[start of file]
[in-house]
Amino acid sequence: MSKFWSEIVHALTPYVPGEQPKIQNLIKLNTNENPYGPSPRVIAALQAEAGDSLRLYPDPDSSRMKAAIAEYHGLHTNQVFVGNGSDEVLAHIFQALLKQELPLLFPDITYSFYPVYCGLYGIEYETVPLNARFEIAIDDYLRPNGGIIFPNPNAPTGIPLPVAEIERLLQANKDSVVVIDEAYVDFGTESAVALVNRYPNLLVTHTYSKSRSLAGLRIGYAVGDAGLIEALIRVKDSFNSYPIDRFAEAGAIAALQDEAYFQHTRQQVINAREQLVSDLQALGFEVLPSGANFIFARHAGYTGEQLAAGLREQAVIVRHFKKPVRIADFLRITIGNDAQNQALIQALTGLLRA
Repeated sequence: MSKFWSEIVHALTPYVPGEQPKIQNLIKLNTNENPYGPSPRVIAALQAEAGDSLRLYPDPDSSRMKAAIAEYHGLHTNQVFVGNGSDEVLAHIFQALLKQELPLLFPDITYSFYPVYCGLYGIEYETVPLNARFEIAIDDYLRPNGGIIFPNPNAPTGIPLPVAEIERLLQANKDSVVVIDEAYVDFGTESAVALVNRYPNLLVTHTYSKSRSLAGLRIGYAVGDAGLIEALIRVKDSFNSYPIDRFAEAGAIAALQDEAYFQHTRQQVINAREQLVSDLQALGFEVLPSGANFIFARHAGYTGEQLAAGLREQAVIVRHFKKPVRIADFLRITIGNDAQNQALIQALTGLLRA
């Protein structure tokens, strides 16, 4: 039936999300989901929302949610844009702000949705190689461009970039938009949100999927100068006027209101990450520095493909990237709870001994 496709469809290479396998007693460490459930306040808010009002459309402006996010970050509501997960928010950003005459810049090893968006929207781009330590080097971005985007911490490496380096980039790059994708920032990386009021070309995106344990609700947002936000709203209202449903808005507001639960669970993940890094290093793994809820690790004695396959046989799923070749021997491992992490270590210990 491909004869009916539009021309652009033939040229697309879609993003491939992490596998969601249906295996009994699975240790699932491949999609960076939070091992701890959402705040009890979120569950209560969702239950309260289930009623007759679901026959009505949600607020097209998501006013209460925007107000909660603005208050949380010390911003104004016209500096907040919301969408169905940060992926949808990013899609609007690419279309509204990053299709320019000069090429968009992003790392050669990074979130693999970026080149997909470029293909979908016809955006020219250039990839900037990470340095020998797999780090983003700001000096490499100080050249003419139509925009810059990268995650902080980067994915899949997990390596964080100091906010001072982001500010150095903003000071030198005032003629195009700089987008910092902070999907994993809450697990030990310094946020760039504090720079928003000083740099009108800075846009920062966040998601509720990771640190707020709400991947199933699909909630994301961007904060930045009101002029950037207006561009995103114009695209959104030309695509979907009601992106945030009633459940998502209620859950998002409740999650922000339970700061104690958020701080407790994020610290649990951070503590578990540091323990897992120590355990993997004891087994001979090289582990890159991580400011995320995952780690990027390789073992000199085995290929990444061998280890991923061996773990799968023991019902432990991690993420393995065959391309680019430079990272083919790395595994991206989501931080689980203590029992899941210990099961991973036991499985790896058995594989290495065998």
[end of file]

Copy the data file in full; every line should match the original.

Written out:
[in-house]
Amino acid sequence: MSKFWSEIVHALTPYVPGEQPKIQNLIKLNTNENPYGPSPRVIAALQAEAGDSLRLYPDPDSSRMKAAIAEYHGLHTNQVFVGNGSDEVLAHIFQALLKQELPLLFPDITYSFYPVYCGLYGIEYETVPLNARFEIAIDDYLRPNGGIIFPNPNAPTGIPLPVAEIERLLQANKDSVVVIDEAYVDFGTESAVALVNRYPNLLVTHTYSKSRSLAGLRIGYAVGDAGLIEALIRVKDSFNSYPIDRFAEAGAIAALQDEAYFQHTRQQVINAREQLVSDLQALGFEVLPSGANFIFARHAGYTGEQLAAGLREQAVIVRHFKKPVRIADFLRITIGNDAQNQALIQALTGLLRA
Repeated sequence: MSKFWSEIVHALTPYVPGEQPKIQNLIKLNTNENPYGPSPRVIAALQAEAGDSLRLYPDPDSSRMKAAIAEYHGLHTNQVFVGNGSDEVLAHIFQALLKQELPLLFPDITYSFYPVYCGLYGIEYETVPLNARFEIAIDDYLRPNGGIIFPNPNAPTGIPLPVAEIERLLQANKDSVVVIDEAYVDFGTESAVALVNRYPNLLVTHTYSKSRSLAGLRIGYAVGDAGLIEALIRVKDSFNSYPIDRFAEAGAIAALQDEAYFQHTRQQVINAREQLVSDLQALGFEVLPSGANFIFARHAGYTGEQLAAGLREQAVIVRHFKKPVRIADFLRITIGNDAQNQALIQALTGLLRA
């Protein structure tokens, strides 16, 4: 039936999300989901929302949610844009702000949705190689461009970039938009949100999927100068006027209101990450520095493909990237709870001994 496709469809290479396998007693460490459930306040808010009002459309402006996010970050509501997960928010950003005459810049090893968006929207781009330590080097971005985007911490490496380096980039790059994708920032990386009021070309995106344990609700947002936000709203209202449903808005507001639960669970993940890094290093793994809820690790004695396959046989799923070749021997491992992490270590210990 491909004869009916539009021309652009033939040229697309879609993003491939992490596998969601249906295996009994699975240790699932491949999609960076939070091992701890959402705040009890979120569950209560969702239950309260289930009623007759679901026959009505949600607020097209998501006013209460925007107000909660603005208050949380010390911003104004016209500096907040919301969408169905940060992926949808990013899609609007690419279309509204990053299709320019000069090429968009992003790392050669990074979130693999970026080149997909470029293909979908016809955006020219250039990839900037990470340095020998797999780090983003700001000096490499100080050249003419139509925009810059990268995650902080980067994915899949997990390596964080100091906010001072982001500010150095903003000071030198005032003629195009700089987008910092902070999907994993809450697990030990310094946020760039504090720079928003000083740099009108800075846009920062966040998601509720990771640190707020709400991947199933699909909630994301961007904060930045009101002029950037207006561009995103114009695209959104030309695509979907009601992106945030009633459940998502209620859950998002409740999650922000339970700061104690958020701080407790994020610290649990951070503590578990540091323990897992120590355990993997004891087994001979090289582990890159991580400011995320995952780690990027390789073992000199085995290929990444061998280890991923061996773990799968023991019902432990991690993420393995065959391309680019430079990272083919790395595994991206989501931080689980203590029992899941210990099961991973036991499985790896058995594989290495065998």